Publishing a 2018-19 operating budget with the same proposed tax rate as the previous year was approved by the Cloud County Community College board of trustees during its regular meeting Tuesday night in the President’s Addition.
The budget proposes an operational mill levy for 2018-19 of 25.805 and a capital outlay tax rate of 3.96 mills.
Setting the public hearing on the proposed budget for August 13 at 5 p.m. in the room 257 of the President’s Addition as approved by the board.
Also approved by the board was authorization of increased revenue from property taxes.
Amber Knoettgen, vice president for Administrative Services, informed the trustees that preliminary assessed valuation of the county is $110,820,129, up from approximately $104 million.
“Based on our assessed valuation of $110,820,000, we could receive a potential float, or increased revenue of $168,000 to our operational levy, or our general fund, and $28,568 to our capital outlay fund,” Knoettgen said.
The board of trustees took action on two items pertaining to the construction of the college’s Sun Power Solar Farm.
Accepting a grant of $150,000 from the Dane G. Hansen Foundation for construction of the solar farm was approved.
The board also approved purchasing photovoltaic solar panels for the farm from Hood Heating Air Plumbing Electric, Inc. at cost of $200,688.02.
The college made an initial investment of $50,000 for the farm, which is part of the college’s new solar energy technology training program.
A USDA Rural Business Development Grant of $100,883 was received by the college for construction of the solar farm.
With the addition of the $150,000 from the Dane G. Hansen Foundation, the college now has $300,883 in total funding for the Sun Power Solar Farm which will be used to train students in the Renewable Energy Technology program to become solar designers, installers and operation technicians.
The Renewable Energy Technology program had a ground breaking ceremony last week for the solar farm, which will be located near the college’s wind turbines.
Power generated by the solar farm, which will include about 600 solar panels, will generate clean electrical energy for the college.
Dr. Todd Leif, Division Dean of Science, Math and Technical Programs, said that the initial $50,000 investment made by the college for the solar farm should be made up in 1.35 years.
The college could save as much as $37,000 per year on its electric bill with installation of the solar farm.
Once the grant funding was in place, the college sent out bid invitations to several suppliers for the purchase of the photovoltaic solar panels.
Leif said the college wanted to select the supplier that offered the most energy output for the purchase price allotted in the budget, and that was the bid submitted by Hood Heating at a cost of $1 per DC watt.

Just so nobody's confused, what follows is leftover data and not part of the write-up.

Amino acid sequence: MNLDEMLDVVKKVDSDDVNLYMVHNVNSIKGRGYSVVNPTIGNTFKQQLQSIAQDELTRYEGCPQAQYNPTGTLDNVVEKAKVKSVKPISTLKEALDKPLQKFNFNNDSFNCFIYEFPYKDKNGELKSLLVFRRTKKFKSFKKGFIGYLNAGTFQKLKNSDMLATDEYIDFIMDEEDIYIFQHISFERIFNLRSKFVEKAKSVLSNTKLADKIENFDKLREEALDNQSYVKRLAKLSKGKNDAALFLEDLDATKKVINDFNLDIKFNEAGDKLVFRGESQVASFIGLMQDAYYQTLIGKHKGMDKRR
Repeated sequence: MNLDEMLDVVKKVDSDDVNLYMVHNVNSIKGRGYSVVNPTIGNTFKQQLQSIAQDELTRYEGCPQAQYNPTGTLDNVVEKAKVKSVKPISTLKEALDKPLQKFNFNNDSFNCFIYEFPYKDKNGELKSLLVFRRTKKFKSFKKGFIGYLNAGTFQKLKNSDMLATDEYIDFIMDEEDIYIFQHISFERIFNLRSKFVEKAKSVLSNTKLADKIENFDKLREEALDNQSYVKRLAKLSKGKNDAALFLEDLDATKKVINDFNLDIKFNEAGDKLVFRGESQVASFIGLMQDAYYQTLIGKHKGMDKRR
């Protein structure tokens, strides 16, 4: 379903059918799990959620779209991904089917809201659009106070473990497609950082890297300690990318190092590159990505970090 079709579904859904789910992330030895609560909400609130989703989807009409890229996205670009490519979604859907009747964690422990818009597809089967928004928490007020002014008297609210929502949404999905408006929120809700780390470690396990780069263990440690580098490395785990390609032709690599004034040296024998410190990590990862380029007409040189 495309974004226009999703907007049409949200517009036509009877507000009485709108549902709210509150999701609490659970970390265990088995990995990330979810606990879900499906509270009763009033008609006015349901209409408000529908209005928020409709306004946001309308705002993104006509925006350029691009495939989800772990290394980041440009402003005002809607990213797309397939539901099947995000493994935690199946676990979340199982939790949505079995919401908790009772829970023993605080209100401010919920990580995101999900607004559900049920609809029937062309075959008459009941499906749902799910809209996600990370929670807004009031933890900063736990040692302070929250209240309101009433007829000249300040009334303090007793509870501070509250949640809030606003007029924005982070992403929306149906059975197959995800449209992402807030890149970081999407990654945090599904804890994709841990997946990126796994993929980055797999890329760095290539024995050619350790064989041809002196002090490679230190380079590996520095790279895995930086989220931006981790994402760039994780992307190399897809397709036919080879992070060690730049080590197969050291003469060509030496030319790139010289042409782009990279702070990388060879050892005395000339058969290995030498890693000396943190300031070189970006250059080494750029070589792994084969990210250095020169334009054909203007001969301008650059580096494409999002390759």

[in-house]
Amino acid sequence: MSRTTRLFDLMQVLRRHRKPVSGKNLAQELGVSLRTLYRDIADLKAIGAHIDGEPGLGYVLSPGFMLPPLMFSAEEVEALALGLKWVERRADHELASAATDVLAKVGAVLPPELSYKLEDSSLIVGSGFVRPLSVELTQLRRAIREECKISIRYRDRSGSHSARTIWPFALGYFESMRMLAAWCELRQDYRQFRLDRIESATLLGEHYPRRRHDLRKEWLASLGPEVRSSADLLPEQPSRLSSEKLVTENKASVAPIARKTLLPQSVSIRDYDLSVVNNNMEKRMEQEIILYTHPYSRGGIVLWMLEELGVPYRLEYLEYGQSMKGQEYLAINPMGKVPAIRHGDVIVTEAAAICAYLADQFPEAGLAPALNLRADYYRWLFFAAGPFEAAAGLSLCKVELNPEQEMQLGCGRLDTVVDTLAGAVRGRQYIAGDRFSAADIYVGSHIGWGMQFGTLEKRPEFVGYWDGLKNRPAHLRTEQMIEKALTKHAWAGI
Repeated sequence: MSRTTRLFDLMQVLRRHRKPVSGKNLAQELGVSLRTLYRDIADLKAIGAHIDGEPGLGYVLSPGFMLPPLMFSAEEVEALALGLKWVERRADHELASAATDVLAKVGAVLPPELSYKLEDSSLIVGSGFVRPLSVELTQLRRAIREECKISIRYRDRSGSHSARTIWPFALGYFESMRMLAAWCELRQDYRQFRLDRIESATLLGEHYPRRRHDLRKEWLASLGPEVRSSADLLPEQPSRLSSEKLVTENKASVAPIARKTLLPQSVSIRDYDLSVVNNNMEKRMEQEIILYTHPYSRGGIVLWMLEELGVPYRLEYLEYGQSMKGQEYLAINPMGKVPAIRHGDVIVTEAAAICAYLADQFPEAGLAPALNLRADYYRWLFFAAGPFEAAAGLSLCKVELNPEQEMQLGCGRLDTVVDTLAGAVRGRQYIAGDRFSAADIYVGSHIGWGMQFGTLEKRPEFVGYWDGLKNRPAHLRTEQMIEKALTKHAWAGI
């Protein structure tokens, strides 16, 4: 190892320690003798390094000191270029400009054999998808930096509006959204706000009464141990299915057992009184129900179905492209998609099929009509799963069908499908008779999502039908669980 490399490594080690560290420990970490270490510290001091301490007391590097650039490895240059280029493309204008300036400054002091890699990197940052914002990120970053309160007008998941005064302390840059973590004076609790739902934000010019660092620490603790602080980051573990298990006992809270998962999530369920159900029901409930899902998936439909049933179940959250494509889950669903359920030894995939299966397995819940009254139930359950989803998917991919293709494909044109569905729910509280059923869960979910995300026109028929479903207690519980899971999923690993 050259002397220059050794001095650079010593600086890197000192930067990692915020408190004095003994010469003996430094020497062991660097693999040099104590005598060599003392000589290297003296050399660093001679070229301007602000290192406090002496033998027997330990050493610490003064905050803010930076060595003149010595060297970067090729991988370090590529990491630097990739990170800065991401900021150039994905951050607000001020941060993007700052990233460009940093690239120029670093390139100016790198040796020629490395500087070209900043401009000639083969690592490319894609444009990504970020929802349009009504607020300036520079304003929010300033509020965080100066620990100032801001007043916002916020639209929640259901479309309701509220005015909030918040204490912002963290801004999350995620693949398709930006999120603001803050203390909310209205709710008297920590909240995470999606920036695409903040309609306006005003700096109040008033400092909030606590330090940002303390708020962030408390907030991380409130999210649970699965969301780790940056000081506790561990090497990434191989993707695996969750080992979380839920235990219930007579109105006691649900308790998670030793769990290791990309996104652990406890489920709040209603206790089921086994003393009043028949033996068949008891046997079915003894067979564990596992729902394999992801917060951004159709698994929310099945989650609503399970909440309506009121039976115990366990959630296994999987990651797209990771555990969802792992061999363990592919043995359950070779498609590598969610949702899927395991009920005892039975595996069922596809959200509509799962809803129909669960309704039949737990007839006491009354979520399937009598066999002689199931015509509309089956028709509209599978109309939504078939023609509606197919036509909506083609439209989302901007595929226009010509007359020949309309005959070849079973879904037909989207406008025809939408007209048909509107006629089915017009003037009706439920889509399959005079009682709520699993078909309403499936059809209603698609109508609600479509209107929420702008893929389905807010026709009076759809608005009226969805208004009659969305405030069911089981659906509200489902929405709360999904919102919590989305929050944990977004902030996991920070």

“So that is the cheapest energy we can make,” Leif said.
Also during the meeting, the board approved purchasing a new mechanical systems trainer for the Renewable Energy Program from Innovative Education Systems at a cost of $38,945.81.
Leif said with the increased enrollment in the wind energy program and the addition of the solar energy program, the college has increased the size of its mechanical systems classes and another trainer is needed.
The college has received a $25,000 Perkins grant for the purchase of the trainer, and will submit to the Cloud County commission for the remainder to be paid from the Meridian Way Wind Farm Grant funds.
The board approved the purchase of 115 desktop computers from Dell in the amount of $67,388.85 and authorized payment out of the technology fees.
Included in the consent items approved by the board was the retirement of Bruce Graham, Renewable Energy Program chair, effective August 1.
Graham has worked at the college since January 1, 2007 and built the wind energy program.
Michael “Kit” Thompson has been named as the new Renewable Energy Program chair.
Hirings approved by the board include Charles Long, head men’s and women’s soccer coach; Violette Kjeldgaard, English, speech and theatre instructor; Taryn Cipra, TriO Academic Specialist; and Amy Kearn, instructor in visual communications.
Long comes to Cloud County from the University of the Virgin Islands where he was hired to build the NAIA men’s and women’s soccer programs. He was the head men’s and women’s coach at Garden City Community College from 2013-2017.
Kjeldgaard, Glendale, Calif., was an acting, theatre and voice and dictation instructor at San Bernardino Community College District Education Institution from 2015-2018.
Cipra, Junction City, was instructor and faculty academic advisor at the Cloud County Geary County Campus.
Kearn, Bonita Springs, Fla., was the director of marketing for LW Marketing & Consulting from 2016-2018.